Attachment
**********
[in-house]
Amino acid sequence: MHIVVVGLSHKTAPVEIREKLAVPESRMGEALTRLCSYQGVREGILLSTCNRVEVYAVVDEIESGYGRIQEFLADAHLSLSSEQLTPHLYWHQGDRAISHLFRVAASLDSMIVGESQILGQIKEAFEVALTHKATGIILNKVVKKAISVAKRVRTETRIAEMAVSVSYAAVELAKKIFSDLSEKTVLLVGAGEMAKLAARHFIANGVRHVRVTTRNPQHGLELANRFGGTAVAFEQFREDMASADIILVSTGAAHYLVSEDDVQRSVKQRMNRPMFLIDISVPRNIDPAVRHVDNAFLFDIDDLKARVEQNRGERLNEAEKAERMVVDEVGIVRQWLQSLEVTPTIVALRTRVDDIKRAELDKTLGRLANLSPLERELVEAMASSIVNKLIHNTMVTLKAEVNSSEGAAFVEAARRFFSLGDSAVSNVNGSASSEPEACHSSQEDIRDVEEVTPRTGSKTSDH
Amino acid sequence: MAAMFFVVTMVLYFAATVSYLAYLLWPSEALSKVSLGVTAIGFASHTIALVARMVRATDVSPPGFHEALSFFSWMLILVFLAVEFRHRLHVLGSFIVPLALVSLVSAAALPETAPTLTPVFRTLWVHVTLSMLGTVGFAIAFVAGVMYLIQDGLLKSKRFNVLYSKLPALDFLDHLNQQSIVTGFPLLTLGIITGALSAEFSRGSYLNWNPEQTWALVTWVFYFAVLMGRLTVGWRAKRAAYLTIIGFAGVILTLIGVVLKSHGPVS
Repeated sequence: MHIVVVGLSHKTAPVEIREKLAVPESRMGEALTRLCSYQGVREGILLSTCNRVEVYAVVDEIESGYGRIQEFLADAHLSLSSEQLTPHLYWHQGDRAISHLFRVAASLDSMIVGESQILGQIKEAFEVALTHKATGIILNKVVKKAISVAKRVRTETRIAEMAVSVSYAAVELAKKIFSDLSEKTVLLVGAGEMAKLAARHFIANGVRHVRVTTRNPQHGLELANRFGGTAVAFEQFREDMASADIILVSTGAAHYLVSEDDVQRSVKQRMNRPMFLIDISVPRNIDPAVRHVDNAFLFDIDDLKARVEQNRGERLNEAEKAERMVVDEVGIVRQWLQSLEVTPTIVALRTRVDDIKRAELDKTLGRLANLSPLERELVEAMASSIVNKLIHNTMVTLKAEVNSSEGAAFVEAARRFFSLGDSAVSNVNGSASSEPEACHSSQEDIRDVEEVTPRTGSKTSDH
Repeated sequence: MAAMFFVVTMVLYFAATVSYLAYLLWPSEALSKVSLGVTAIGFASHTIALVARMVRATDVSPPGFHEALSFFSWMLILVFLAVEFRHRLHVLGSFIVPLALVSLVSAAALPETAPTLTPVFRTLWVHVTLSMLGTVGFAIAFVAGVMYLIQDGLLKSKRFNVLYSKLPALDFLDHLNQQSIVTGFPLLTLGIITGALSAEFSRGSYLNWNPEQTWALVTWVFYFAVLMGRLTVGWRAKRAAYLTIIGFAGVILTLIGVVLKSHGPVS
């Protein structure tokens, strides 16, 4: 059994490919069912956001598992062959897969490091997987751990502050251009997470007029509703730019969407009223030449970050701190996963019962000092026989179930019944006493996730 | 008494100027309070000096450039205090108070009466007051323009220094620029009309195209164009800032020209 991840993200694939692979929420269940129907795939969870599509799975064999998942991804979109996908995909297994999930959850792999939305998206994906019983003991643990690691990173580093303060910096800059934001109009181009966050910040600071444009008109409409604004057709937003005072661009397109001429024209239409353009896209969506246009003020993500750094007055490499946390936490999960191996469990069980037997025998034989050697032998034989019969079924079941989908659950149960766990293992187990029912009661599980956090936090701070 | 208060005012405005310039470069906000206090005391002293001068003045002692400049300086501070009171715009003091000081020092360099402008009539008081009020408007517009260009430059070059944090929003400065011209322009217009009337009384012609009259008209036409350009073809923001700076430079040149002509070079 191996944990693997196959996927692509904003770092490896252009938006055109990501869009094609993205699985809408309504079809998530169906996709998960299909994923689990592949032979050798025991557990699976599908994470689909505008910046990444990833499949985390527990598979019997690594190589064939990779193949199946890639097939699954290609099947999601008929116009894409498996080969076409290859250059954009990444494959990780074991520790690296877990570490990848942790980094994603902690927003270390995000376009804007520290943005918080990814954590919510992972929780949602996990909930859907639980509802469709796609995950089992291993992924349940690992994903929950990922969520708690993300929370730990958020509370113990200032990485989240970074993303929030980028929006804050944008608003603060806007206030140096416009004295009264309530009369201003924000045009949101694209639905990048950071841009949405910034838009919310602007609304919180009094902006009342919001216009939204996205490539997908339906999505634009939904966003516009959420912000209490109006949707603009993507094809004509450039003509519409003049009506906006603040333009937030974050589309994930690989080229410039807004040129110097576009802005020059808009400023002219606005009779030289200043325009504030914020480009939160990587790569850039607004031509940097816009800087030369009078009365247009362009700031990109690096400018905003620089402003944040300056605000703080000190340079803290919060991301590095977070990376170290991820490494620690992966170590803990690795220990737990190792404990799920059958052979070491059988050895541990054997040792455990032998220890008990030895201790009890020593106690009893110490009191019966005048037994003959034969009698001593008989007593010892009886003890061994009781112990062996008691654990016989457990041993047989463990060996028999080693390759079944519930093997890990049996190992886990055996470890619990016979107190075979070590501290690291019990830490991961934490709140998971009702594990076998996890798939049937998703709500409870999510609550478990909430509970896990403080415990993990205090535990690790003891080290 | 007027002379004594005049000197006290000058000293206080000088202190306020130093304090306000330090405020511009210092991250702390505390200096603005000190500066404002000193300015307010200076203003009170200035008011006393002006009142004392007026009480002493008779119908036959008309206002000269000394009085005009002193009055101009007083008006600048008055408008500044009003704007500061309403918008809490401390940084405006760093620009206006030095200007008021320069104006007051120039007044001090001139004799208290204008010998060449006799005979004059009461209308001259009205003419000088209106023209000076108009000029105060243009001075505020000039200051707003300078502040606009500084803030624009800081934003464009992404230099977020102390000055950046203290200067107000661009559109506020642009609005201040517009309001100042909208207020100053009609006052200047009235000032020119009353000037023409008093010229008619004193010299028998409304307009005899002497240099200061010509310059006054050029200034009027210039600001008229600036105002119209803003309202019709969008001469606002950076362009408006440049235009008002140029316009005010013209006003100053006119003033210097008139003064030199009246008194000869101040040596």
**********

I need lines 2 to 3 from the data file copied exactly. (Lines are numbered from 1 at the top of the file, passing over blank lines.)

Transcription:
Amino acid sequence: MHIVVVGLSHKTAPVEIREKLAVPESRMGEALTRLCSYQGVREGILLSTCNRVEVYAVVDEIESGYGRIQEFLADAHLSLSSEQLTPHLYWHQGDRAISHLFRVAASLDSMIVGESQILGQIKEAFEVALTHKATGIILNKVVKKAISVAKRVRTETRIAEMAVSVSYAAVELAKKIFSDLSEKTVLLVGAGEMAKLAARHFIANGVRHVRVTTRNPQHGLELANRFGGTAVAFEQFREDMASADIILVSTGAAHYLVSEDDVQRSVKQRMNRPMFLIDISVPRNIDPAVRHVDNAFLFDIDDLKARVEQNRGERLNEAEKAERMVVDEVGIVRQWLQSLEVTPTIVALRTRVDDIKRAELDKTLGRLANLSPLERELVEAMASSIVNKLIHNTMVTLKAEVNSSEGAAFVEAARRFFSLGDSAVSNVNGSASSEPEACHSSQEDIRDVEEVTPRTGSKTSDH
Amino acid sequence: MAAMFFVVTMVLYFAATVSYLAYLLWPSEALSKVSLGVTAIGFASHTIALVARMVRATDVSPPGFHEALSFFSWMLILVFLAVEFRHRLHVLGSFIVPLALVSLVSAAALPETAPTLTPVFRTLWVHVTLSMLGTVGFAIAFVAGVMYLIQDGLLKSKRFNVLYSKLPALDFLDHLNQQSIVTGFPLLTLGIITGALSAEFSRGSYLNWNPEQTWALVTWVFYFAVLMGRLTVGWRAKRAAYLTIIGFAGVILTLIGVVLKSHGPVS